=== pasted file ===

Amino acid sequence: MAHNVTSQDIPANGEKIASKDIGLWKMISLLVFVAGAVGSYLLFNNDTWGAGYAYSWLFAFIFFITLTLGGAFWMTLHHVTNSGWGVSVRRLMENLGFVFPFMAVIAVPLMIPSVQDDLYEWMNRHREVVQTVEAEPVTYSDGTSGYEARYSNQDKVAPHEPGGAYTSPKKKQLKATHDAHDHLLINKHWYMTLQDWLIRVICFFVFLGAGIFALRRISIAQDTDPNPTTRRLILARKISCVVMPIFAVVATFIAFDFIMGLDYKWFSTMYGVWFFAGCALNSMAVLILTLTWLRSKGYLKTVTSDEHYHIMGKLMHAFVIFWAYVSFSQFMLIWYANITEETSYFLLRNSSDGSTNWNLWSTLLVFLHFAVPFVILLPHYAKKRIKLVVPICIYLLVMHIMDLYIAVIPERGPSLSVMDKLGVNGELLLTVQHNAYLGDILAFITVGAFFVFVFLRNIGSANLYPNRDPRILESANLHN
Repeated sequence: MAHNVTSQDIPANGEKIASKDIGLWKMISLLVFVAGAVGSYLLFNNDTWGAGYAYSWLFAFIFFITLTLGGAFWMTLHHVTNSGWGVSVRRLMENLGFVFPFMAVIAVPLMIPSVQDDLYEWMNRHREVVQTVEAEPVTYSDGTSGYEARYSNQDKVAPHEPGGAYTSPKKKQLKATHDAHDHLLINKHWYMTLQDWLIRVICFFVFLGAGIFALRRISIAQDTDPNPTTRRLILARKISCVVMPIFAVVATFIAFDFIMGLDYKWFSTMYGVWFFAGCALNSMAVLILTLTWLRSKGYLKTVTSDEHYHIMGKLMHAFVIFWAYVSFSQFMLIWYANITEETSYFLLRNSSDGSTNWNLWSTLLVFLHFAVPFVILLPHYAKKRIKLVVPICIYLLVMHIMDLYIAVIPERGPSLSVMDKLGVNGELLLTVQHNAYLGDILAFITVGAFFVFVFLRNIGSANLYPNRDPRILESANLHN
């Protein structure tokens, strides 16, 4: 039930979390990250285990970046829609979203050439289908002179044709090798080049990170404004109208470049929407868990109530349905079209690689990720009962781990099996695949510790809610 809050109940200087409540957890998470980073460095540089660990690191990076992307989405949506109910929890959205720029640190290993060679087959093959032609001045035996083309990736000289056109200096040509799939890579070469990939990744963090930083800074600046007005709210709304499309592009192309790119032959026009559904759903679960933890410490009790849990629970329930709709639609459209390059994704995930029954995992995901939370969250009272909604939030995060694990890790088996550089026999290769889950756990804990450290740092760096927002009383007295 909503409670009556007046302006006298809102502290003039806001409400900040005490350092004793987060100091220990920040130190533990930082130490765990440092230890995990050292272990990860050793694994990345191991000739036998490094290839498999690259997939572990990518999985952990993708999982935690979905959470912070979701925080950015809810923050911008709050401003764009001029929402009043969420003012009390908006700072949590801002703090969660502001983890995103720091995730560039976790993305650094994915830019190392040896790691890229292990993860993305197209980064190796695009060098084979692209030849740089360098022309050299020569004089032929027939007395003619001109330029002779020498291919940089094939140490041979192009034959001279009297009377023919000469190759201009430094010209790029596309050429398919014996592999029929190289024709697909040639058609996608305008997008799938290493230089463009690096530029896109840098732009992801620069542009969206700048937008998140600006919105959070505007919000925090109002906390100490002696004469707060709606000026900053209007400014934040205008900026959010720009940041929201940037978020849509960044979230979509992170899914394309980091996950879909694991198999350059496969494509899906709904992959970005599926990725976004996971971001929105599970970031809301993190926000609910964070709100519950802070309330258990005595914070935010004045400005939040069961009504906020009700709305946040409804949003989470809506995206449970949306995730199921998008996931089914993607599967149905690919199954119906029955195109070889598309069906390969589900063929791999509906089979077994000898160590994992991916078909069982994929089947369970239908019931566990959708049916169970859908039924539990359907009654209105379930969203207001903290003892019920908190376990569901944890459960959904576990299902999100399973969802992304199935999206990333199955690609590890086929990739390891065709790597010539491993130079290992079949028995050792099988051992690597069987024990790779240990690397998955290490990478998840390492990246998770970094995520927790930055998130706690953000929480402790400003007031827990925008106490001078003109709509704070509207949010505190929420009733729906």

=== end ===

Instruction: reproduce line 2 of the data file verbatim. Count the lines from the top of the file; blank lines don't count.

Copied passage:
Repeated sequence: MAHNVTSQDIPANGEKIASKDIGLWKMISLLVFVAGAVGSYLLFNNDTWGAGYAYSWLFAFIFFITLTLGGAFWMTLHHVTNSGWGVSVRRLMENLGFVFPFMAVIAVPLMIPSVQDDLYEWMNRHREVVQTVEAEPVTYSDGTSGYEARYSNQDKVAPHEPGGAYTSPKKKQLKATHDAHDHLLINKHWYMTLQDWLIRVICFFVFLGAGIFALRRISIAQDTDPNPTTRRLILARKISCVVMPIFAVVATFIAFDFIMGLDYKWFSTMYGVWFFAGCALNSMAVLILTLTWLRSKGYLKTVTSDEHYHIMGKLMHAFVIFWAYVSFSQFMLIWYANITEETSYFLLRNSSDGSTNWNLWSTLLVFLHFAVPFVILLPHYAKKRIKLVVPICIYLLVMHIMDLYIAVIPERGPSLSVMDKLGVNGELLLTVQHNAYLGDILAFITVGAFFVFVFLRNIGSANLYPNRDPRILESANLHN